I went to the basement to put something away and found my old arrowhead collection as well as a basket filled with most of my mineral collection. But what held my eye longest, and made the trip upstairs with me where it now resides beside my keyboard, was a jar containing the sun-dried body of a lizard.
I’m not sure what kind of lizard it is but I’m guessing it’s a Desert Spiny Lizard. It was dead and already mummified, just as it appears now, when I found it 75 years ago on an Indian reservation in southern Arizona.
Our neighbor across the street managed a store on the Papago Reservation a few miles from where we lived in Ajo. One day I went out with him and his son, who was my age, and we spent an afternoon roaming around and chumming with some of the Indian kids. I remember poking around in a hole in a bank they told us was a coyote den. At the cemetery we stood in awe of the shards of colored glass that lined the walls around it.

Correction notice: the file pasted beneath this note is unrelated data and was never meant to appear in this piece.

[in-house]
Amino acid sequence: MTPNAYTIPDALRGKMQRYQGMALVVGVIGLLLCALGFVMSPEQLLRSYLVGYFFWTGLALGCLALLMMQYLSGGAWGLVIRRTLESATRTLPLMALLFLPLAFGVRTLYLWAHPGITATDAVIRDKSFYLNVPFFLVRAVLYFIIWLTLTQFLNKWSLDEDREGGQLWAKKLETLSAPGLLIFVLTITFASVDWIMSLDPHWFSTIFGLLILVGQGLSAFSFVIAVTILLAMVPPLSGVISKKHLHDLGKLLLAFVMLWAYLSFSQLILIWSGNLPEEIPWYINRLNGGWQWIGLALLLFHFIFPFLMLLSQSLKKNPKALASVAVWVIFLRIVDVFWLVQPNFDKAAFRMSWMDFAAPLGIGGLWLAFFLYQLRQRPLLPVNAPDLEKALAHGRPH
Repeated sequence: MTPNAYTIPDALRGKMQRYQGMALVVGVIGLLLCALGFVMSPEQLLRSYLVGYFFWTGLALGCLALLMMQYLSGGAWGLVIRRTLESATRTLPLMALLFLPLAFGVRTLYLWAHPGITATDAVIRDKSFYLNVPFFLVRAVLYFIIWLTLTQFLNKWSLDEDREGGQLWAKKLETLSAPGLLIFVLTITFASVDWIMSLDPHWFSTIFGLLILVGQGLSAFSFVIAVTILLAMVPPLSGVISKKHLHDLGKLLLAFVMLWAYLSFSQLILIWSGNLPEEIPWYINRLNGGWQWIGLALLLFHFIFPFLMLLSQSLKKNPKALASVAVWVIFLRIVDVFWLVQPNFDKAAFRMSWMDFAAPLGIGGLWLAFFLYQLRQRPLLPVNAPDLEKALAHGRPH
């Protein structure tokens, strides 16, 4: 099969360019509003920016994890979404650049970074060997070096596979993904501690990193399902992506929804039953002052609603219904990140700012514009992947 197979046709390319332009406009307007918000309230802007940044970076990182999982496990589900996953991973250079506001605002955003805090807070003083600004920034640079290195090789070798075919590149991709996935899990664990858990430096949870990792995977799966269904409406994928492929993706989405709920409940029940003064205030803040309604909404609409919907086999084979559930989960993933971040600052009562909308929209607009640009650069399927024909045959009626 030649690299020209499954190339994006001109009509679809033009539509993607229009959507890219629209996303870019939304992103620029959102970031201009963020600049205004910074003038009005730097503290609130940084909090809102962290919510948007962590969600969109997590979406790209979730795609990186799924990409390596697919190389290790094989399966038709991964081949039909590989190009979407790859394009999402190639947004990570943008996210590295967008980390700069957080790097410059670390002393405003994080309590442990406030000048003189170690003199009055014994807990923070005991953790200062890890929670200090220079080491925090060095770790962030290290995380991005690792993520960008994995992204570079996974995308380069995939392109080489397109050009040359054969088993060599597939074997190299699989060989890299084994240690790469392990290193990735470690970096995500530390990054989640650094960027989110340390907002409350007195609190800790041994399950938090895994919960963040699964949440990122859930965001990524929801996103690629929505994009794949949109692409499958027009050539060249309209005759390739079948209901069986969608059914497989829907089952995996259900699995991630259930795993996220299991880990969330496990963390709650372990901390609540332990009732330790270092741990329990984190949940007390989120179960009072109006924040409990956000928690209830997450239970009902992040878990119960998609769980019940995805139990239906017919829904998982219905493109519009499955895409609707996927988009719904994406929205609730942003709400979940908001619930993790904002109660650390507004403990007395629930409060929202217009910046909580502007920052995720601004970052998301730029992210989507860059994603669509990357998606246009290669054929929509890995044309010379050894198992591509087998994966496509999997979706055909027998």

Another stop was at an open air cistern long in disuse. We all climbed down into the open pit and that’s where I found the skeletal remains of the lizard. Even at that age I was a collector so one of our hosts came up with a jar just large enough to hold the body.
I took it home to Ajo and kept it with me when we eventually returned to Springfield where over time I lived in four houses. I stored it in my folks’ basement during the years when we lived in Atlanta, Evansville, and Kansas City, and reclaimed it when we moved back home in 1973. Since then we’ve lived in two other houses, counting this one.
I think this relic has earned the right to come upstairs into the sunlight for a while so I can admire it again and wonder, again, what stories it might tell if it could. The Papago Reservation name was changed to the Tohono O’odham Indian Reservation in 1986 so history is busy covering its traces. But this unnamed lizard and I? We’re still here together.